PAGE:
[show abstract][hide abstract] ABSTRACT: To evaluate the profile and extent of cognitive deficits in Parkinson's disease, afflicted patients of exceptional professional distinction, who continue to function successfully in leadership positions, were compared neuropsychologically to neurologically normal individuals, matched for sex, age, education and professional standing. While patients showed relative preservation of verbal skills and higher executive function, they exhibited a significant reduction in episodic memory and visuospatial function. The observation of circumscribed impairment in this select group of Parkinsonian patients further implicates cognitive and memory deficits as consistent features of Parkinson's disease.
[show abstract][hide abstract] ABSTRACT: The contribution of the peripheral and central pharmacokinetic mechanisms of levodopa to the pathogenesis of the motor fluctuations that complicate its long-term administration was studied in 28 parkinsonian patients. The rate of levodopa clearance from the general circulation, its plasma half-life, and apparent volume of distribution were indistinguishable between patients with the on-off or the wearing-off phenomenon and those with a stable response to levodopa or those who had not been previously treated with levodopa. Peripheral pharmacokinetic factors are thus unlikely to account for the development of these response fluctuations. Conversely, the efficacy half-time of levodopa differed markedly among the four response groups studied and may provide a quantitative index of central mechanisms that favor the development of the wearing-off and on-off phenomena. Although symptom duration was the best predictor of the severity of untreated parkinsonism, levodopa dose correlated best with response half-time. The wearing-off phenomenon may primarily reflect the loss of buffering capacity caused by degeneration of the dopamine neurons, while the development of the on-off phenomenon appears to require additional postsynaptic changes, possibly at the receptor level.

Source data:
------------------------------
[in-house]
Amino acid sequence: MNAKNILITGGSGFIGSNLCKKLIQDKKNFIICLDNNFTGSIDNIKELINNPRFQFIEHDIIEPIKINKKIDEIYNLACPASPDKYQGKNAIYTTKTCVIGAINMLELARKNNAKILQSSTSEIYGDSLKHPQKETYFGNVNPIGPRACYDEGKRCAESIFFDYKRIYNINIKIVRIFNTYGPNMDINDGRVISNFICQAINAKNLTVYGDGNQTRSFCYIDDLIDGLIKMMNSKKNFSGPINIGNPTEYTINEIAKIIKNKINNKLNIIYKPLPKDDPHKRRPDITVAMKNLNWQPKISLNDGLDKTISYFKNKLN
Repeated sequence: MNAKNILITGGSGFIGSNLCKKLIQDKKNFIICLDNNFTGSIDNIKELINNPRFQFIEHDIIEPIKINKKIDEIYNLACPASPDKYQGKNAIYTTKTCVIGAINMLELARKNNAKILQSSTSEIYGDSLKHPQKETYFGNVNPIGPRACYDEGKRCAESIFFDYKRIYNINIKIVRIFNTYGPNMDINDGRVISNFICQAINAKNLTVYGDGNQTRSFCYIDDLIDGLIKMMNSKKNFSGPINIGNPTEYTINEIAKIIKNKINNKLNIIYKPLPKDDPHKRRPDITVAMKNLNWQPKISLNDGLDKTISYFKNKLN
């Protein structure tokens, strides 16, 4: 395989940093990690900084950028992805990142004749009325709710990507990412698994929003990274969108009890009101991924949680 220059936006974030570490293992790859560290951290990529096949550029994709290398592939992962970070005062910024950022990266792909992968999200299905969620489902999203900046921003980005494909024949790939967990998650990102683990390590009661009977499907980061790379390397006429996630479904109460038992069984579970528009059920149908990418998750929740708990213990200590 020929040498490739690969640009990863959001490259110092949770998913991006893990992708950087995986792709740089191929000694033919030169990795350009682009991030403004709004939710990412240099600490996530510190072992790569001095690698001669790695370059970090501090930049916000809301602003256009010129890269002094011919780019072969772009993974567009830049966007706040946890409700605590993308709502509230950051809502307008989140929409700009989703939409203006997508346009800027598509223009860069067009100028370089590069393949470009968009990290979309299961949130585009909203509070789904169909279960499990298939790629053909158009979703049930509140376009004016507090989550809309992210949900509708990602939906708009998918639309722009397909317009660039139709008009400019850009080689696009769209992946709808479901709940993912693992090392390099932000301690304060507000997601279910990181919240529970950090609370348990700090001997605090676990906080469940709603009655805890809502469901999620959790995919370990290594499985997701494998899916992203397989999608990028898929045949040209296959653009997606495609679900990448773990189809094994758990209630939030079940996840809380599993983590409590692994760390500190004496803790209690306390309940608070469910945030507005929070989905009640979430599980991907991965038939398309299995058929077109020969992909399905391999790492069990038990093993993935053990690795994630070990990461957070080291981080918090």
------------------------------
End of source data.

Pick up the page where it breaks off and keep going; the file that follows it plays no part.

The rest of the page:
Annals of Neurology 05/1987; 21(4):370-6. · 11.19 Impact Factor
[show abstract][hide abstract] ABSTRACT: Somatostatin levels in the basal ganglia are elevated in Huntington's disease. A controlled therapeutic trial of the somatostatin-depleting agent, cysteamine, was therefore conducted in five patients, including one with the rigid-akinetic form. Maximum tolerated dosage for 2 weeks produced no consistent change in extrapyramidal or dementia scores. Somatostatin concentrations were not significantly altered in plasma or CSF. Growth hormone levels, on the other hand, more than doubled, suggesting a functionally significant decrease in central somatostatin levels.